Dawn Karam, the president of Adopt A Boxer Rescue, first met Tracy a few days before Christmas, she did not think the dog would survive. She was skinny, sick, extremely weak, and barely clinging to life. Whenever she tried to walk, she nearly fell over.
The 4-year-old boxer had been brought to a Pennsylvania vet by the owner of an Amish puppy mill because she wasn’t getting pregnant anymore.
“He asked the vet if they could fix her up enough to be bred again, and if they couldn’t, the only thing he’d pay for was to have her euthanized,” Karam said. “Greed is an awful thing and this is all it was.”
Tracy was in no state to have puppies, and the vet knew she needed medical help immediately. He called Adopt A Boxer, which offered to cover any costs right away.
“Her chance of living seemed very grim,” Karam said. “She wouldn’t eat, and all of her symptoms seemed to point to some type of neurological ailment, like a brain tumor, but the tests found nothing. The day before Christmas Eve, we knew we had to bring her to the only other people who could give her more help.”
Volunteers brought Tracy to Ryan Veterinary Hospital at the University of Pennsylvania. While there, the vets concluded Tracy was only suffering from one thing: starvation.
“Every bit of her imbalance, every bit of her condition was because she was locked in a cage on that mill and deprived of the simplest thing that any pet needs,” Karam said. “She was only 37 pounds — a female boxer is supposed to be at least 20 pounds more than that.”
Vets gave Tracy a feeding tube for two days until she transitioned to eating small, frequent meals throughout the day on her own. She had improved enough to move to an experienced foster home that frequently works with Adopt A Boxer after only a few days.
“She’s been with her foster, Rachael Hubbard, for only a week now but it is like night and day,” Karam said. “She is comfortable, eating well and has already gained back 10 pounds.”
Tracy is getting plenty of time to relax with four new boxer friends, at her new foster home. Tracy has found comfort in her foster siblings and is getting more confident each day.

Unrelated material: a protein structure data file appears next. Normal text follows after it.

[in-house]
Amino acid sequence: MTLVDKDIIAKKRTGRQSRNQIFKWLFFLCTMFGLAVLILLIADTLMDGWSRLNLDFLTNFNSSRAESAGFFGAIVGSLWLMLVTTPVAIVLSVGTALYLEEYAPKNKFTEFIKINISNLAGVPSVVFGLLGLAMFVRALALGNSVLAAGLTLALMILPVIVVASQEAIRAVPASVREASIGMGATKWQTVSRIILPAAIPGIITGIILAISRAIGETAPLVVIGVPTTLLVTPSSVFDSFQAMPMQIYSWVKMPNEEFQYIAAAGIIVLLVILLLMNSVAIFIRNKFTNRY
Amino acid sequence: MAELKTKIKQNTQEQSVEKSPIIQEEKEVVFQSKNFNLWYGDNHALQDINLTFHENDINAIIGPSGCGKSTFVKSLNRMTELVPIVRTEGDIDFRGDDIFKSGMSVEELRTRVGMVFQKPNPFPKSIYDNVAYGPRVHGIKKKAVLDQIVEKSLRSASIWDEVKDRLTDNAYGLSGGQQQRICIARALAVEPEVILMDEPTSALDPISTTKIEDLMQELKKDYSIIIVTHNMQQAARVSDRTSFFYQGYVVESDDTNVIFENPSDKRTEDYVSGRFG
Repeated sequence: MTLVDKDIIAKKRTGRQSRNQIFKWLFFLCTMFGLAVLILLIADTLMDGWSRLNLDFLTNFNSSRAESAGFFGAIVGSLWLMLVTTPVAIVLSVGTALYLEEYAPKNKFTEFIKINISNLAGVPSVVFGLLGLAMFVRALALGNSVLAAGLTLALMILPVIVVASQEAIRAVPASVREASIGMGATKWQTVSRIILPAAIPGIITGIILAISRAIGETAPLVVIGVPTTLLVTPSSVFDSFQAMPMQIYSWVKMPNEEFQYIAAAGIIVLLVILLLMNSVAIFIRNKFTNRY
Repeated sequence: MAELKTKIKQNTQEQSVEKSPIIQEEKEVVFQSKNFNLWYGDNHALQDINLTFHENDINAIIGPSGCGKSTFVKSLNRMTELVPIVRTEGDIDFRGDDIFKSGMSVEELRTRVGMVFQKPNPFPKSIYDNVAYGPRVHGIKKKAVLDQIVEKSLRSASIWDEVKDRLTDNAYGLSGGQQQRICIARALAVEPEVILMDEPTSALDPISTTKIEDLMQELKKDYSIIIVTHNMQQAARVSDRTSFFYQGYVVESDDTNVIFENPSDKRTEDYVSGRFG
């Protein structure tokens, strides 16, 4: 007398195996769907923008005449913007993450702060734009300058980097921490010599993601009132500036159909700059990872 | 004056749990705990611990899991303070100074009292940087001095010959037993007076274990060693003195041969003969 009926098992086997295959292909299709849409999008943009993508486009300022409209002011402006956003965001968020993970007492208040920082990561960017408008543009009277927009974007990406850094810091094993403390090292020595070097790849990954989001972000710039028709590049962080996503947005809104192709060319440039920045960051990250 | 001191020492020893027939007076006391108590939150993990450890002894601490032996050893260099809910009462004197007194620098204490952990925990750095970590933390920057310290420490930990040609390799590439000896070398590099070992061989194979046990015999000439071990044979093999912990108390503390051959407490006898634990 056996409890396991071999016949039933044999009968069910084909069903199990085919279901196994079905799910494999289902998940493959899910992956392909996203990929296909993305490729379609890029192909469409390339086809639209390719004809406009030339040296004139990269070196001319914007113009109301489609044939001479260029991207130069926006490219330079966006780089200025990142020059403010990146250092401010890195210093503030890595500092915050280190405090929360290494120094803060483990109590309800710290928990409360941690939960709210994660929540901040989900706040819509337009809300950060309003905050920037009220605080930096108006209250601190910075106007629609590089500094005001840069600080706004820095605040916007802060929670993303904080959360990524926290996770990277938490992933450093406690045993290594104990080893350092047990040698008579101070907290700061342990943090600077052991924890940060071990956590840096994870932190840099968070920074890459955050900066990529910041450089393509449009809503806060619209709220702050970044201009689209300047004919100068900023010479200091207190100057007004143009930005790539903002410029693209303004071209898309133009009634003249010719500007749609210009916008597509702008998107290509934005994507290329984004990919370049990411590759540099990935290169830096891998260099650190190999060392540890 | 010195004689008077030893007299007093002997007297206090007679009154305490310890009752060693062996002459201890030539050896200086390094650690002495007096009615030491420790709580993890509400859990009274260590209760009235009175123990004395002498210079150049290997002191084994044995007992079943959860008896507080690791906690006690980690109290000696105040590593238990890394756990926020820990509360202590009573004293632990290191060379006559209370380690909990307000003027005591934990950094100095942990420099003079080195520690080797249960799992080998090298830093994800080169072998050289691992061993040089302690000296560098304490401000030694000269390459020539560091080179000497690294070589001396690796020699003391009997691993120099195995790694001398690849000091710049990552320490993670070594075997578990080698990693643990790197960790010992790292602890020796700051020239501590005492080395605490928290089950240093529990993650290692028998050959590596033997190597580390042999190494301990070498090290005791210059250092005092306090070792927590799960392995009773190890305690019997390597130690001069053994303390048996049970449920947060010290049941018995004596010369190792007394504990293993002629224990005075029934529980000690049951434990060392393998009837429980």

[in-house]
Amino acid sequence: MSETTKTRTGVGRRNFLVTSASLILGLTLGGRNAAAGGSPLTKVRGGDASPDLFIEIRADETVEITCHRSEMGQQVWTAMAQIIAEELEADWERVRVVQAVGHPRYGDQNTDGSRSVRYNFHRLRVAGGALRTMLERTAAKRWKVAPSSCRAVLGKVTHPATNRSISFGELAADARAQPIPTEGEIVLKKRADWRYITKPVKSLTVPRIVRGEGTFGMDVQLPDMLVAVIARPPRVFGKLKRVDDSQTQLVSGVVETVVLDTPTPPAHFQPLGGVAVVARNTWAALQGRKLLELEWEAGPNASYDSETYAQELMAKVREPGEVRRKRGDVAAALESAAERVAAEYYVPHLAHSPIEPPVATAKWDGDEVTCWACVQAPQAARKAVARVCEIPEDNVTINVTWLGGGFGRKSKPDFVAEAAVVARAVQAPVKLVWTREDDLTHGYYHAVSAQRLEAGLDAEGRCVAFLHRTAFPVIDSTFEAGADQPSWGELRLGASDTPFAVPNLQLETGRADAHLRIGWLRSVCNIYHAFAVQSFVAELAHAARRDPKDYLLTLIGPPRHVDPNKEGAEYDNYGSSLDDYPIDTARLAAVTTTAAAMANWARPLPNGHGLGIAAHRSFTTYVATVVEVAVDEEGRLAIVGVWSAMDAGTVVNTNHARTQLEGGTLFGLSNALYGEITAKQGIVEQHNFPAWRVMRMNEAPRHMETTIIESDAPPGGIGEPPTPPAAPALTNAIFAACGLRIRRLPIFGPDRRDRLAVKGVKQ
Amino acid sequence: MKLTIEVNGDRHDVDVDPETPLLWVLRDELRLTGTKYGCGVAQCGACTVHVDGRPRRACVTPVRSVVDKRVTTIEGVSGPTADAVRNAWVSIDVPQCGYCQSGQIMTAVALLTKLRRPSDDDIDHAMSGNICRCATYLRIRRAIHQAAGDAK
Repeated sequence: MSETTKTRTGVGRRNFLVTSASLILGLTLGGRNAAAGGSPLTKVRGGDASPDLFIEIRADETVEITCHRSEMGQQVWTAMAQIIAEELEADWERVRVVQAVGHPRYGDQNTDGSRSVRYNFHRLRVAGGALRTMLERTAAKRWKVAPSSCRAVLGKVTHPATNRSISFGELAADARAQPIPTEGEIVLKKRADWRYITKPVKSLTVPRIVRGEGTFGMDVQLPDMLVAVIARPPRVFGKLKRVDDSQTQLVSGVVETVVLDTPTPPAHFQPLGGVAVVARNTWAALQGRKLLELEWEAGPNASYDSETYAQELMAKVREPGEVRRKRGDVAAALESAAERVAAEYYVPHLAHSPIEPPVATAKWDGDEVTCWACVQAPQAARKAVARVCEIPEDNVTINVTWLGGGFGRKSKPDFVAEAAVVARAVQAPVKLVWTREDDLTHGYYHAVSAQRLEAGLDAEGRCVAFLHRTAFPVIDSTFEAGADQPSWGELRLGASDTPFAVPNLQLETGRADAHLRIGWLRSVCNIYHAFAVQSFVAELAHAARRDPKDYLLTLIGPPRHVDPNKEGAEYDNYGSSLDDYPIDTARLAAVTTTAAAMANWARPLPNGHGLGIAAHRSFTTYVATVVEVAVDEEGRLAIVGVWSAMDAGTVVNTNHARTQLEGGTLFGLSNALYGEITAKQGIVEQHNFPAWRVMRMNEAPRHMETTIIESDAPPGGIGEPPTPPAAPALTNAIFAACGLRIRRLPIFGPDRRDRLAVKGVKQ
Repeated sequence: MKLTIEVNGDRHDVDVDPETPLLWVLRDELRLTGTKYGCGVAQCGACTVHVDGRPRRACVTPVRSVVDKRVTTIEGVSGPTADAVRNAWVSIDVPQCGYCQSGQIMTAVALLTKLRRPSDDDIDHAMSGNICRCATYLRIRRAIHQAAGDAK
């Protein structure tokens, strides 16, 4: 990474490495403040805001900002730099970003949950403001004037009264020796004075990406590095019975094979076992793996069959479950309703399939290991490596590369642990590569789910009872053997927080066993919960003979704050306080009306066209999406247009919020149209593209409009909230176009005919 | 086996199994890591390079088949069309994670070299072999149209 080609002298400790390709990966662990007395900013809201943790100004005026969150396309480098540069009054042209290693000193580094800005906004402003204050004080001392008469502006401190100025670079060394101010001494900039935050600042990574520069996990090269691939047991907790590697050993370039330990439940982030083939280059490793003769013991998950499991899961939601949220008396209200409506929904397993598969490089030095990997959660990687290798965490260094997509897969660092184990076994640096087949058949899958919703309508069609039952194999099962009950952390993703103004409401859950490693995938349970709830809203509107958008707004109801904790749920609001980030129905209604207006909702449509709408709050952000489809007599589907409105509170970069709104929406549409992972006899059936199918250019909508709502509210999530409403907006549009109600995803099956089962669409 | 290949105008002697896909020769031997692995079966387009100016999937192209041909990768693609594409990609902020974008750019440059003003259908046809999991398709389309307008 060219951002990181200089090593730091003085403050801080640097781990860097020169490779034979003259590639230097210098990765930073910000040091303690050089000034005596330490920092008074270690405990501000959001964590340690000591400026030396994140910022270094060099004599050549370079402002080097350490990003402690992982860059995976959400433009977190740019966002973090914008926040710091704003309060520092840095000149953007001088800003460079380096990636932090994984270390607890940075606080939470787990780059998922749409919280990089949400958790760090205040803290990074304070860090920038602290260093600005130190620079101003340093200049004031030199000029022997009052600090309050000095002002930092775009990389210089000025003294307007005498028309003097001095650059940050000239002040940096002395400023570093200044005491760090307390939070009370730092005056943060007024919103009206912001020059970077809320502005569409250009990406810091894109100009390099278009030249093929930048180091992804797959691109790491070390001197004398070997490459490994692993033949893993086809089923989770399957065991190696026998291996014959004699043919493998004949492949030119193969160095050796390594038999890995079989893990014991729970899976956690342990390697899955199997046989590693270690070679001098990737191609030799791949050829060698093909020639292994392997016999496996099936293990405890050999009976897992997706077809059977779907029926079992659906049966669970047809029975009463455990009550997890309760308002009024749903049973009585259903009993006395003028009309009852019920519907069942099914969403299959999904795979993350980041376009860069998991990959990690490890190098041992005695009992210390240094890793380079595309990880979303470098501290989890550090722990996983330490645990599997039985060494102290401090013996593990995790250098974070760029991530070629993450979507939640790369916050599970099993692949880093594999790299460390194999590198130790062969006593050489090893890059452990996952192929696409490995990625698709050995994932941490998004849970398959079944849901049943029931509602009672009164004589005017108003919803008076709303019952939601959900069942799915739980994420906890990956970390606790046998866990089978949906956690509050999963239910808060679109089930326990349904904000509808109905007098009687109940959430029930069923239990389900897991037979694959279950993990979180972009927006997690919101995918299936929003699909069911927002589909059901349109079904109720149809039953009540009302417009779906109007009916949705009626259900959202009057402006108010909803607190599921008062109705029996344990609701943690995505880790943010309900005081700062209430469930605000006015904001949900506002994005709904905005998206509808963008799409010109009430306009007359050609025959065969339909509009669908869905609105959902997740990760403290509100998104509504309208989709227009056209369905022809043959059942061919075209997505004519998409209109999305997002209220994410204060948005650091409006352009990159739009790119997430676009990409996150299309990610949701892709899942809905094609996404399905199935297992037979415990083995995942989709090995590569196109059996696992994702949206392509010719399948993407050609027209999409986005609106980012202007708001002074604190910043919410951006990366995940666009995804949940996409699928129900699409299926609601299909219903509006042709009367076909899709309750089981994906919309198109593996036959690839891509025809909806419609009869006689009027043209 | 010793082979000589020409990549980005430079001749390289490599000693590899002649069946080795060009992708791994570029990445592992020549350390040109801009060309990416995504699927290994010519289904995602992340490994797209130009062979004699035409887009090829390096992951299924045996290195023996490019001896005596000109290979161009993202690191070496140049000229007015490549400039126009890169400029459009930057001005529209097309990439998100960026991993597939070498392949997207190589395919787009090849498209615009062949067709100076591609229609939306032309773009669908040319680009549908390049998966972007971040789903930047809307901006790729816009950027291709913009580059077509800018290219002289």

“The only socialization she got was when the owners would go into her cage to take the puppies out to take photos of them for their sales posts,” Karam said. “Mill dogs live for other dogs because that’s all they know — so she’s definitely learning how to be a dog through watching what the others do and how they react to things. If they’re OK, then she’s OK too.”
Currently in the U.S., The Humane Society of the United States (HSUS) estimates that 10,000 puppy mills are operating, forcing over 167,000 mother dogs to spend their lives giving birth so that their puppies can be sold. An estimated 2 million of these puppies are sold through pet shops and other retailers each year.
The puppy mill where Tracy lived, was licensed by the USDA, which enforces only the minimum animal care regulations required under the Animal Welfare Act. These regulations cover only the most basic survival standards like food, water, and shelter. This allows licensed puppy dealers to keep hundreds of dogs in cages for the duration of their lives with little to no exercise or human attention.
Some mills continue to fall under the radar, resulting in extremely sick, even starving dogs like Tracy.
“Most mill moms and mill dads will not make it out alive,” Karam added. “Although she was in extremely poor shape by the time she got help, she’s one of the lucky ones.”
Tracy continues to gain strength and confidence, and will soon be on her way to her forever home. Her situation has been reported and the Pennsylvania SPCA has opened an active investigation into the mill that she came from.
“If people didn’t buy puppies from pet stores or online, there would be no demand and there would be no mill dads or mill moms like Tracy,” Karam added. “The millers continue to do this because they can — but we can stop this. In the meantime, giving these dogs the best life really is the best revenge.”
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